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U.S. Air Force Staff Sgt. Shawn Layou, an aircrew egress systems craftsman assigned to the 8th Maintenance Squadron, Kunsan Air Base, Republic of Korea, bolts into place to secure an ejection seat in an F-16D Fighting Falcon aircraft Aug. 9, 2016, during RED FLAG-Alaska 16-3 at Eielson Air Force Base, Alaska. This exercise provides unique opportunities to integrate various forces into joint, coalition and multilateral training from simulated forward operating bases. (U.S. Air Force photo by Staff Sgt. Shawn Nickel)
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U.S. Air Force Staff Sgt. Corey Holt, an aircrew egress systems craftsman assigned to the 35th Maintenance Squadron, Misawa Air Base (AB), Japan, holds an ejection seat still in an F-16D Fighting Falcon aircraft while Staff Sgt. Shawn Layou, an aircrew egress systems craftsman assigned to the 8th Maintenance Squadron, Kunsan AB, Republic of Korea, bolts it into place Aug. 9, 2016 during RED FLAG-Alaska 16-3 at Eielson Air Force Base, Alaska. By working together, even though they are from different bases in the Indo-Asia-Pacific region, they sharpen their combat skills by working in the exercise, which is aimed at creating a realistic threat environment at simulated forward operating bases. (U.S. Air Force photo by Staff Sgt. Shawn Nickel)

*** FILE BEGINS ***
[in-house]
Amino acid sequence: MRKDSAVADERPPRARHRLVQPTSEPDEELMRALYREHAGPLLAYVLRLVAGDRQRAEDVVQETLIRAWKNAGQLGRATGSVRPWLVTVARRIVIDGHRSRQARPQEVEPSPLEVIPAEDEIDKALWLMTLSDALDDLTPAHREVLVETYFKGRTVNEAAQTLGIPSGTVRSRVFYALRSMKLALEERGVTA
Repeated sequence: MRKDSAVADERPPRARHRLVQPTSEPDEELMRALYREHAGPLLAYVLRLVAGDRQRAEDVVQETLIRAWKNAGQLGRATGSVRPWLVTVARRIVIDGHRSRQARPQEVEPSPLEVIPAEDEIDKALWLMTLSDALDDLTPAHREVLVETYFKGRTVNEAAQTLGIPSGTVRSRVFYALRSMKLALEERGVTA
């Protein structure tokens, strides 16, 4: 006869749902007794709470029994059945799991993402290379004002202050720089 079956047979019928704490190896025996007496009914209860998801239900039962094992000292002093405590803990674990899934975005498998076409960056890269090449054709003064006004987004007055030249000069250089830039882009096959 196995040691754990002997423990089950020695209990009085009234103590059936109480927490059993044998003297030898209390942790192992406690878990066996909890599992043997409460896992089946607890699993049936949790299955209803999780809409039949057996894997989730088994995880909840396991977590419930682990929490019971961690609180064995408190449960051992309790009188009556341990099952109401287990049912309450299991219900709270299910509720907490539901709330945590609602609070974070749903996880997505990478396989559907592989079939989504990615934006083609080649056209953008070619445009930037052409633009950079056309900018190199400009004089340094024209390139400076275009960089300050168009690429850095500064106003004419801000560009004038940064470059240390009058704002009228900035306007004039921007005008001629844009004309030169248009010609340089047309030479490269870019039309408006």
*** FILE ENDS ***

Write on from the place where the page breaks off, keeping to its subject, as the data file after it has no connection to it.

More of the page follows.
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U.S. Air Force Airman 1st Class Troy Moncrief, a 354th Civil Engineering Squadron wastewater apprentice, walks down the hall of the Eielson Air Force Base, Alaska, wastewater treatment plant July 14, 2016. Moncrief compares the underground portion of the plant to a submarine with its low hanging pipes, ladders, and tight spaces. (U.S. Air Force photo by Staff Sgt. Shawn Nickel)
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U.S. Air Force Airman 1st Class Troy Moncrief, a 354th Civil Engineering Squadron wastewater apprentice, uses a boat to inspect aeration equipment in ponds at the Eielson Air Force Base, Alaska, wastewater treatment plant July 15, 2016. The manufactured holding pond lined with thick black plastic hold millions of gallons of waste that is treated in a week’s time after it enters the plant. (U.S. Air Force photo by Staff Sgt. Shawn Nickel)